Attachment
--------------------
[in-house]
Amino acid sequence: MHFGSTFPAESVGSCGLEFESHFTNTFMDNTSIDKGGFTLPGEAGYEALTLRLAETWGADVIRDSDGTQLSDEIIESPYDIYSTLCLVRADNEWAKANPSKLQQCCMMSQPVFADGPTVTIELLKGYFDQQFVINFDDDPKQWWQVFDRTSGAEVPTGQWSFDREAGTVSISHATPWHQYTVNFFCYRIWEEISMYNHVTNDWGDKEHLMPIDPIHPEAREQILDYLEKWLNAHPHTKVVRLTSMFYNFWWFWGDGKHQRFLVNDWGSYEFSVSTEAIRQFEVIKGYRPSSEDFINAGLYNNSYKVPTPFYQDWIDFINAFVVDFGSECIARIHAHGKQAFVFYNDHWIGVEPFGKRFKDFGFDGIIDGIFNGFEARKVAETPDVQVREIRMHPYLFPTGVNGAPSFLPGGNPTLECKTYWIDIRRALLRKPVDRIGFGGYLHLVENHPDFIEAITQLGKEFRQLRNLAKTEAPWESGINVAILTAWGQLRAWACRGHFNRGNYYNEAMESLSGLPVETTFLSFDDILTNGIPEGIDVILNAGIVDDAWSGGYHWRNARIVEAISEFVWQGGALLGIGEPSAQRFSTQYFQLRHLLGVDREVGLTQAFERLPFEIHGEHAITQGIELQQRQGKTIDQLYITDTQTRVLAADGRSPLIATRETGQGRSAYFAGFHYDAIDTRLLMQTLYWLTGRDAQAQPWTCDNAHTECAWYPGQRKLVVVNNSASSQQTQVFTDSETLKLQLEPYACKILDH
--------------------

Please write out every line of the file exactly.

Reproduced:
[in-house]
Amino acid sequence: MHFGSTFPAESVGSCGLEFESHFTNTFMDNTSIDKGGFTLPGEAGYEALTLRLAETWGADVIRDSDGTQLSDEIIESPYDIYSTLCLVRADNEWAKANPSKLQQCCMMSQPVFADGPTVTIELLKGYFDQQFVINFDDDPKQWWQVFDRTSGAEVPTGQWSFDREAGTVSISHATPWHQYTVNFFCYRIWEEISMYNHVTNDWGDKEHLMPIDPIHPEAREQILDYLEKWLNAHPHTKVVRLTSMFYNFWWFWGDGKHQRFLVNDWGSYEFSVSTEAIRQFEVIKGYRPSSEDFINAGLYNNSYKVPTPFYQDWIDFINAFVVDFGSECIARIHAHGKQAFVFYNDHWIGVEPFGKRFKDFGFDGIIDGIFNGFEARKVAETPDVQVREIRMHPYLFPTGVNGAPSFLPGGNPTLECKTYWIDIRRALLRKPVDRIGFGGYLHLVENHPDFIEAITQLGKEFRQLRNLAKTEAPWESGINVAILTAWGQLRAWACRGHFNRGNYYNEAMESLSGLPVETTFLSFDDILTNGIPEGIDVILNAGIVDDAWSGGYHWRNARIVEAISEFVWQGGALLGIGEPSAQRFSTQYFQLRHLLGVDREVGLTQAFERLPFEIHGEHAITQGIELQQRQGKTIDQLYITDTQTRVLAADGRSPLIATRETGQGRSAYFAGFHYDAIDTRLLMQTLYWLTGRDAQAQPWTCDNAHTECAWYPGQRKLVVVNNSASSQQTQVFTDSETLKLQLEPYACKILDH